Published: Jun 04, 2010 7:08 PM EDT
Updated: Jun 04, 2010 4:08 PM EDT

 PENSACOLA BEACH, Fla. (AP) - Waves of gooey tar balls crashed into the white sands of the Florida Panhandle on Friday as BP engineers adjusted a sophisticated cap over the Gulf oil gusher, trying to collect the crude now fouling four states.

Even though the inverted funnel-like device was set over the leak late Thursday, crude continued to spew into the sea in the nation's worst oil spill.

Engineers hoped to close several open vents on the cap throughout the day in the latest attempt to contain the oil. As they worked on the system underwater, the effect of the BP spill was widely seen.

Swimmers at Pensacola Beach rushed out the water after wading into the mess while children played with it on the shore and others inspected the clumps with fascination, some taking pictures.

Brown pelicans coated in chocolate syrup-like oil flailed and struggled in the surf on a Louisiana island, where the beached was stained in hues of rust and crimson, much like the color of drying blood.

"In Revelations, it says the water will turn to blood. That's what it looks like out here - like the Gulf is bleeding," said P.J. Hahn, director of coastal zone management for Plaquemines Parish as he kneeled down to take a picture of an oil-coated feather. "This is going to choke the life out of everything."

President Barack Obama was set to visit the Louisiana coast Friday, his second trip in a week and the third since the disaster unfolded following an April 20 oil rig explosion. Eleven workers were killed.

A mile below the water's surface, the cap has different colored hoses loosely attached to it to help combat the near-freezing temperatures and icylike crystals that could clog it. The device started pumping oil and gas to a tanker on the surface overnight, but it wasn't clear how much.

"Progress is being made, but we need to caution against over-optimism," said Coast Guard Adm. Thad Allen, the government's point man for the disaster. He said a very rough estimate of current collection would be about 42,000 gallons a day, though he stressed the information was anecdotal.

Robots a mile beneath the Gulf were shooting chemical dispersants at the escaping oil - though it looked more like flares when illuminated a mile underwater.

To put the cap in place, BP had to slice off the main pipe with giant shears after a diamond-edged saw became stuck. By doing so, they risked increasing the flow by as much as 20 percent, though Allen said it was still too soon to know whether that had happened.

"Once the containment cap is on and it's working, we hope the rate is significantly reduced," he said. The jagged cut forced crews to use a looser fitting cap, but Allen did not rule out trying to again smooth out the cut with the diamond saw if officials aren't satisfied with the current cap.

The best chance to plug the leak is a pair of relief wells, which are at least two months away. The well has spit out between 22 million and 47 million gallons of oil, according to government estimates.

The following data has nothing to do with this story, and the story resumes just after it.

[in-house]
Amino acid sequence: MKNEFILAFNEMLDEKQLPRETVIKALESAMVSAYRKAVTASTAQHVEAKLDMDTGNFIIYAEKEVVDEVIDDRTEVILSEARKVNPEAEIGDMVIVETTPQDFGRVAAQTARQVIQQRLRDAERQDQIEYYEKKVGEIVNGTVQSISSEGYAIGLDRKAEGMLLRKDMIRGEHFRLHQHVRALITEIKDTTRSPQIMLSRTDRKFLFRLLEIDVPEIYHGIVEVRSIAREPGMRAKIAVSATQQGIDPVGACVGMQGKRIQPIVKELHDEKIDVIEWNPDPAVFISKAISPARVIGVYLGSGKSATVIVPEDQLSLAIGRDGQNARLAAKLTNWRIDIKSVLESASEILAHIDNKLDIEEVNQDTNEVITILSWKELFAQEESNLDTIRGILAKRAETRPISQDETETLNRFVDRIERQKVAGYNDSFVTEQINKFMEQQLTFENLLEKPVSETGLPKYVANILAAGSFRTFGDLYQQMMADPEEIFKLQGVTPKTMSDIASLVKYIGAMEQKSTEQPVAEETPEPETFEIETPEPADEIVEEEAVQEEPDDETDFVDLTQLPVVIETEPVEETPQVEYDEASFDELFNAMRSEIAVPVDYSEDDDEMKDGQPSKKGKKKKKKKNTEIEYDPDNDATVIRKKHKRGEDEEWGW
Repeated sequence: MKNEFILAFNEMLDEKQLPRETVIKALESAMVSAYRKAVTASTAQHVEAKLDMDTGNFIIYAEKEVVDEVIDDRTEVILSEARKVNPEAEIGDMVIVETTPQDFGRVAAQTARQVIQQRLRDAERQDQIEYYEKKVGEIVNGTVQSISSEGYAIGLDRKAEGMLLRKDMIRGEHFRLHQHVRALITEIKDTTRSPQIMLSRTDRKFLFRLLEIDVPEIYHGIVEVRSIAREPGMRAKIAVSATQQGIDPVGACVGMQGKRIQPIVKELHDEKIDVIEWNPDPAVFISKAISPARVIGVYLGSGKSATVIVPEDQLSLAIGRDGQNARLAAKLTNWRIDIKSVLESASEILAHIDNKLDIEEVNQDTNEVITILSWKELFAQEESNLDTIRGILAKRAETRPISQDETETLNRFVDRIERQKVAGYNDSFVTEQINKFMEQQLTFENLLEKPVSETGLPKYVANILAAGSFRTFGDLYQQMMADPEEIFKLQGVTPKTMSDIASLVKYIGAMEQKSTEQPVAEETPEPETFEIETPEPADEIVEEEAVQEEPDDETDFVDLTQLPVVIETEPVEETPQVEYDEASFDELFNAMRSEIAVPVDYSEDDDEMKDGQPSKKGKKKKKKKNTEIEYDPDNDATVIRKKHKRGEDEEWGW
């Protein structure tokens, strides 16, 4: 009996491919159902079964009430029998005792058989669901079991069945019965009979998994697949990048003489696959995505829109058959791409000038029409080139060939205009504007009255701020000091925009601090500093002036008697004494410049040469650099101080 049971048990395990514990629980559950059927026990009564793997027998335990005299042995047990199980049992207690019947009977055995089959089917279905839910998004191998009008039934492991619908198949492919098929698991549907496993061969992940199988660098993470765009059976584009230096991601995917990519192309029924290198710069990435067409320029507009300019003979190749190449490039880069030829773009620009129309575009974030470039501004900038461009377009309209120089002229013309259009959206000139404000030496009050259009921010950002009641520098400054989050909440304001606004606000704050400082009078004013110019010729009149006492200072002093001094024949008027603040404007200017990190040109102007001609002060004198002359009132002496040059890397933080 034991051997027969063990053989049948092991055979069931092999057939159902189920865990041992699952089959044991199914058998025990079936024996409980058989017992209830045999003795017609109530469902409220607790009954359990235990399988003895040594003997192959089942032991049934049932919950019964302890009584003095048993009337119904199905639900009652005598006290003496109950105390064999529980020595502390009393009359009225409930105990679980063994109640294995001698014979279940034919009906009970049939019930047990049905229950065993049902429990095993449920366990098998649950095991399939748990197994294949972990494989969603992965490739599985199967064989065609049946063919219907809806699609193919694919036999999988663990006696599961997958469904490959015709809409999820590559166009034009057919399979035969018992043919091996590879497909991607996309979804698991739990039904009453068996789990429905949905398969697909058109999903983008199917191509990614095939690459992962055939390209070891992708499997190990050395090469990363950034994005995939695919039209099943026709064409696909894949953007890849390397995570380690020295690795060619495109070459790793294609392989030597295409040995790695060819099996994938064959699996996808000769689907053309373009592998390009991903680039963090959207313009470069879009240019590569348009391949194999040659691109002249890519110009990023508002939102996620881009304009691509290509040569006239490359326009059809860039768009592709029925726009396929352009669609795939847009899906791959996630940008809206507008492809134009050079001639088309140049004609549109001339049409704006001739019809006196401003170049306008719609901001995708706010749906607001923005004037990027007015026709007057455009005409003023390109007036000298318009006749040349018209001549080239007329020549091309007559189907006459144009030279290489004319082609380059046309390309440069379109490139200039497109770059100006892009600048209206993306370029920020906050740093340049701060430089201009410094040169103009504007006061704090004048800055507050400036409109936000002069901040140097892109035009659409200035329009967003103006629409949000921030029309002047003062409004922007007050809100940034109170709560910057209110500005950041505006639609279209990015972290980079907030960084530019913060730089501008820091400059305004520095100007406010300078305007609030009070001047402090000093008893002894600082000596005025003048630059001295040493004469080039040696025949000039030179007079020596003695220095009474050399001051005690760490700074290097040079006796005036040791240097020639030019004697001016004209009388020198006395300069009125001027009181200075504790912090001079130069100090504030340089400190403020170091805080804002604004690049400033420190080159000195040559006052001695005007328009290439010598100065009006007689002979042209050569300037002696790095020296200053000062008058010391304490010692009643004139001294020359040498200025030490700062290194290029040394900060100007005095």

In Florida, spotters who had been seeing a few tar balls in recent days found a substantially larger number before dawn on the beaches of the Gulf Islands National Seashore and nearby areas, a county emergency official said. The park is a long string of connected barrier islands near Pensacola. David Lucas, of Jonesville, La., and a group of friends abruptly ended their visit to Pensacola Beach after wading into oily water.

"It was sticky brown globs out there," Lucas said after the group cleaned their feet in the parking lot and headed south to Orlando.

People should stay away from oil on the beach or in the water, but swallowing a little oil-tainted water or getting slimed by a tarball is not considered grounds for a trip to the emergency room, health officials said. Oil is considered toxic. Short exposures may cause only fleeting symptoms, and exposure to large amounts of it for a long time could lead to problems with breathing, thinking and coordination, and potentially raise the risk of cancer, said Niladri Basu, a University of Michigan environmental toxicologist.

Children are more sensitive to pollution than adults. Steven Majerus and his 11-year-old nephew, Zach, walked along Pensacola Beach and checked out the oil clumps as family members splashed in the surf. Majerus filled a plastic baggy with tar and photographed it with his phone.

"It's really hot. See how hot it gets in this bag with the sun beating down on it," he said. Just to the west at Gulf Shores, Ala., Wendi Butler watched glistening clumps of oil roll onto the white sand beach during a morning stroll. An oily smell was in the air.

"You don't smell the beach breeze at all," said Butler, 40. Butler moved to Perdido Bay from Mobile days before the spill. Now, her two kids don't want to visit because of the oil and she can't find a job.

"Restaurants are cutting back to their winter staffs because of it. They're not hiring," she said. Meanwhile, BP PLC Chief Executive Tony Hayward sought to reassure investors, saying the company has "considerable firepower" to cope with the severe, long-running costs.

Hayward and other senior BP executives struck a penitent note in their first comprehensive update to shareholders since the oil rig explosion, stressing their commitment to rebuilding BP's tarnished reputation, improving safety measures and restoring the damaged Gulf coast.

Newly disclosed internal Coast Guard documents from the day after the explosion aboard the Deepwater Horizon rig indicated that U.S. officials were warning of a leak of 336,000 gallons per day of crude from the well in the event of a complete blowout. The volume turned out to be much closer to that figure than the 42,000 gallons per day that BP first estimated. Weeks later it was revised to 210,000 gallons. Now, an estimated 500,000 to 1 million gallons of crude is believed to be leaking daily.